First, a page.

But the gurus got it wrong.  Our sense of who we are is no less context-dependent than the behaviors of those around us.  Our tastes, attitudes, and identity all change over time, across situations, depending on whom we’re with.  And there are important sources of self-knowledge besides introspection, like the other people around us.  This may seem disconcerting at first, but the message of this chapter is actually optimistic.  How liberating to realize that we’re not hemmed in by stable disposition, that just as our physical self grows and evolves over time, so, too, does our identity, our preferences, our personal strengths and weaknesses.

Chapter 5 - Mars and Venus Here on Earth

Sex differences are real, but what’s surprising is how many can be chalked up to subtle situational causes.  Men are more aggressive than women?  So say crime rates in pretty much every country that keeps statistics.  But a funny thing happens when you put people in a situation where no one will know their gender: the sex difference in aggression shrinks or even disappears.  In one study, participants played a video game in which they had to defend against attacks as well as drop bombs on their opponent.  When wearing name tags and expecting to be monitored, men were the more aggressive players.  But when they remained anonymous, women were just as trigger-happy.  

This chapter explores the wide range of gender differences driven more by context than biology.  Jealousy in relationships.  Spatial navigation.  How parents describe their newborns just hours after birth.  Its moral is that you can forget about being from different planets: even on Earth, context plays a huge role in the apparent differences between men and women.

Chapter 6 - Love

Ask people what leads them to fall in love, and they’ll tell you about their ideal mate: personality traits; preferences regarding physical appearance; perhaps a certain, indefinable quality of character.  We fail to recognize the mundane circumstances that play an enormous role in who we’re drawn to and the relationships we enter.  Like simple physical proximity.  About to move and looking to make friends quickly?  Pick the apartment near the mailroom, or the one by elevators—increased foot traffic may be detrimental to your sleep schedule and carpet wear, but it does wonders for your social life.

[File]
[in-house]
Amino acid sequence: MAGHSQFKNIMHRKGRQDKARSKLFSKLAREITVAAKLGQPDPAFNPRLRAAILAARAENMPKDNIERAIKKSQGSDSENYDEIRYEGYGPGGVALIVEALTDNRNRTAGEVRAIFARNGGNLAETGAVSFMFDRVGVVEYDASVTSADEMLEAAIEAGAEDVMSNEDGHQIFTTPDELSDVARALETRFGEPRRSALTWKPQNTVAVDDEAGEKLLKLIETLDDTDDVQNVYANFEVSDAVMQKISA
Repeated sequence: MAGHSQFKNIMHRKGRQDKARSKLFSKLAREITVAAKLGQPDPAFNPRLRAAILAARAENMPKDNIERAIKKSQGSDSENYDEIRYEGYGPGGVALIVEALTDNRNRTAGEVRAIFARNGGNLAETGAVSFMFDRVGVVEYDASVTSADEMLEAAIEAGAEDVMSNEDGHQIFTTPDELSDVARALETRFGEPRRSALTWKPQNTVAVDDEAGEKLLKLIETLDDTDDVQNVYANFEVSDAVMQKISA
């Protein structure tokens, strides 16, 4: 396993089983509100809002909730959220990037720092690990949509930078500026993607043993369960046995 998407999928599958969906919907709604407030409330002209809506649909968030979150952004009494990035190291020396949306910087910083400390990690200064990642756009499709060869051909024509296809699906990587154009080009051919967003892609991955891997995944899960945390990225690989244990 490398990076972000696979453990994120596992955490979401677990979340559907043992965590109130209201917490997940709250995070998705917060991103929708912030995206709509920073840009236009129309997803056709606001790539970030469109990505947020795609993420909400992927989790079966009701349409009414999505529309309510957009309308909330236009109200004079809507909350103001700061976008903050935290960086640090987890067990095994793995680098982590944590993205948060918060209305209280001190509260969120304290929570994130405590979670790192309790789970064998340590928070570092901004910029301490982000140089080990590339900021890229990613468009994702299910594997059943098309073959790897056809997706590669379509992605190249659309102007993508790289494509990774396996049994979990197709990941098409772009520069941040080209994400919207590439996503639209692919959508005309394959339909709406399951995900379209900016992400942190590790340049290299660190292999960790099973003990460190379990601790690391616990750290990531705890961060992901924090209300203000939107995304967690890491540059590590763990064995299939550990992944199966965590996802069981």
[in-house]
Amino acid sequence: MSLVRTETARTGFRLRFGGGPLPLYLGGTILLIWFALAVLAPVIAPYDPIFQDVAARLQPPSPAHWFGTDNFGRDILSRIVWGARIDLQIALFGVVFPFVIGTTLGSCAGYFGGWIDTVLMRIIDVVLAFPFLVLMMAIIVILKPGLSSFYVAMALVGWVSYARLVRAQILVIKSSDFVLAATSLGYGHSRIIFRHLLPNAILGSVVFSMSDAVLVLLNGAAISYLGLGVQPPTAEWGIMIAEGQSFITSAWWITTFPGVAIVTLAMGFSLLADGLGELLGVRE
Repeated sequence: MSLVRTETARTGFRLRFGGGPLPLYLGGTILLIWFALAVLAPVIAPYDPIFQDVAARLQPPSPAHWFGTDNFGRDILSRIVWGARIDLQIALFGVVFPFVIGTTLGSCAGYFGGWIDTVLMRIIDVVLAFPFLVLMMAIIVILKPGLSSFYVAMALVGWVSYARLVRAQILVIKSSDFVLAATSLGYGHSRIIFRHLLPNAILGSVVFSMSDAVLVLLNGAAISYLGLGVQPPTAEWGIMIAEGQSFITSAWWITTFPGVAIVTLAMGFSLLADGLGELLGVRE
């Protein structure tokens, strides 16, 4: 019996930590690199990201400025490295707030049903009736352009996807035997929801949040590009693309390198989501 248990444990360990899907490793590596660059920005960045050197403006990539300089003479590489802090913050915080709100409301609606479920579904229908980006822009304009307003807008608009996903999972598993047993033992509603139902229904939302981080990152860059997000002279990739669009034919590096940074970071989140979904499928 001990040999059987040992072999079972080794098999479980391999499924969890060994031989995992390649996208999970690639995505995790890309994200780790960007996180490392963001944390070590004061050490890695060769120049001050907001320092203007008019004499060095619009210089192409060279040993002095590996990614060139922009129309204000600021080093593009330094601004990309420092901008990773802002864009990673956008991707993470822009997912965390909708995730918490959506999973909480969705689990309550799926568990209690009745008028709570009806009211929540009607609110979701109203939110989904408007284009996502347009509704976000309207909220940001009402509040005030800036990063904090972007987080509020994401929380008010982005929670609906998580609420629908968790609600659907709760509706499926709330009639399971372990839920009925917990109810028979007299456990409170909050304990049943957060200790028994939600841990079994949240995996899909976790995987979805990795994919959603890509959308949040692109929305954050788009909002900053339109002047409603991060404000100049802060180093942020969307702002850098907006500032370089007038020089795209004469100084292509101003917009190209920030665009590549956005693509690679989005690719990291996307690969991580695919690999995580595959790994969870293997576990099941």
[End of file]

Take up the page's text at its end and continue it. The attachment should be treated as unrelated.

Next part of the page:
Or another example: conventional wisdom says that arousal is a symptom of attraction.  That is, you see a hot guy on the elliptical machine next to you and your pulse quickens accordingly.  But as this chapter details, arousal often precedes attraction, not vice versa: we feel our heart race and temperature rise, and only then do we look around to see who’s responsible.  Chew on that next time you’re trying to decide where to sit in spinning class—the choice could have long-term consequences.

Chapter 7 - Hate

Something about simply being divided into factions brings out negative thoughts towards the “other.”  Of course sometimes animosity between groups reflects substantive differences, like Democrats and Republicans, Mac and PC users, those of us who back into parallel parking spots and the mouth-breathing Neanderthals who barge in front-first.  But take a bunch of strangers and divide them based on trivial or even random criteria, and you still inspire antipathy and distrust.  In other words, it takes only weak nudges of circumstance to get us to see the world in Us vs. Them terms.  It’s a notion that could be depressing, this idea that so much of the conflict and hatred among us is based on trivial aspects of ordinary situations.  But this chapter also offers more reassuring conclusions, namely that just as context contributes to the onset of group conflict, so, too, can we be retrained by new experiences to think of people in new ways, to see past social categories when evaluating individuals.